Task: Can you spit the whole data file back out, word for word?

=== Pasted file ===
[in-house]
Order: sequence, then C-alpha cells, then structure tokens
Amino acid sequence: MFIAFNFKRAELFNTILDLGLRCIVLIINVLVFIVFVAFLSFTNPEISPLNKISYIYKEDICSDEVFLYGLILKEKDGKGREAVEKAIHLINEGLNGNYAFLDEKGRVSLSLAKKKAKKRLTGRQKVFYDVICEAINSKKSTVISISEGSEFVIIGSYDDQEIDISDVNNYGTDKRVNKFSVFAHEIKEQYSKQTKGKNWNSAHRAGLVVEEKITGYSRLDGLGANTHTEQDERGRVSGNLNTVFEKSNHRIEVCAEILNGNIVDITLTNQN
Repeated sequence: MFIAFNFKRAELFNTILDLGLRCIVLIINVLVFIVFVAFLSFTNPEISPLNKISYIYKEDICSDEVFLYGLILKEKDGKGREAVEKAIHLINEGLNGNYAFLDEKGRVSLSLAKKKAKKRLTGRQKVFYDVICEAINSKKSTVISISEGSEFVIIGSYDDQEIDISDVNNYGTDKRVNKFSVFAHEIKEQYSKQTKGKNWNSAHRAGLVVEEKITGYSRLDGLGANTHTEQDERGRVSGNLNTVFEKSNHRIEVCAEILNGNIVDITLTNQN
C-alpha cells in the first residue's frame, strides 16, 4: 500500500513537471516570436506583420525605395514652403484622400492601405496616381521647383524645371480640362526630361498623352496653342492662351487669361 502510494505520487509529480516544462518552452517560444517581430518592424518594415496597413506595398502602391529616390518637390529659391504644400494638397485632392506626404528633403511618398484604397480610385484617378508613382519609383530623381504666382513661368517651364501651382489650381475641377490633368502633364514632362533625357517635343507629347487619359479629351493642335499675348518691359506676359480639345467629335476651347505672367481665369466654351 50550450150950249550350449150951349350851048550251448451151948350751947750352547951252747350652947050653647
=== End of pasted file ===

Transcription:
[in-house]
Order: sequence, then C-alpha cells, then structure tokens
Amino acid sequence: MFIAFNFKRAELFNTILDLGLRCIVLIINVLVFIVFVAFLSFTNPEISPLNKISYIYKEDICSDEVFLYGLILKEKDGKGREAVEKAIHLINEGLNGNYAFLDEKGRVSLSLAKKKAKKRLTGRQKVFYDVICEAINSKKSTVISISEGSEFVIIGSYDDQEIDISDVNNYGTDKRVNKFSVFAHEIKEQYSKQTKGKNWNSAHRAGLVVEEKITGYSRLDGLGANTHTEQDERGRVSGNLNTVFEKSNHRIEVCAEILNGNIVDITLTNQN
Repeated sequence: MFIAFNFKRAELFNTILDLGLRCIVLIINVLVFIVFVAFLSFTNPEISPLNKISYIYKEDICSDEVFLYGLILKEKDGKGREAVEKAIHLINEGLNGNYAFLDEKGRVSLSLAKKKAKKRLTGRQKVFYDVICEAINSKKSTVISISEGSEFVIIGSYDDQEIDISDVNNYGTDKRVNKFSVFAHEIKEQYSKQTKGKNWNSAHRAGLVVEEKITGYSRLDGLGANTHTEQDERGRVSGNLNTVFEKSNHRIEVCAEILNGNIVDITLTNQN
C-alpha cells in the first residue's frame, strides 16, 4: 500500500513537471516570436506583420525605395514652403484622400492601405496616381521647383524645371480640362526630361498623352496653342492662351487669361 502510494505520487509529480516544462518552452517560444517581430518592424518594415496597413506595398502602391529616390518637390529659391504644400494638397485632392506626404528633403511618398484604397480610385484617378508613382519609383530623381504666382513661368517651364501651382489650381475641377490633368502633364514632362533625357517635343507629347487619359479629351493642335499675348518691359506676359480639345467629335476651347505672367481665369466654351 50550450150950249550350449150951349350851048550251448451151948350751947750352547951252747350652947050653647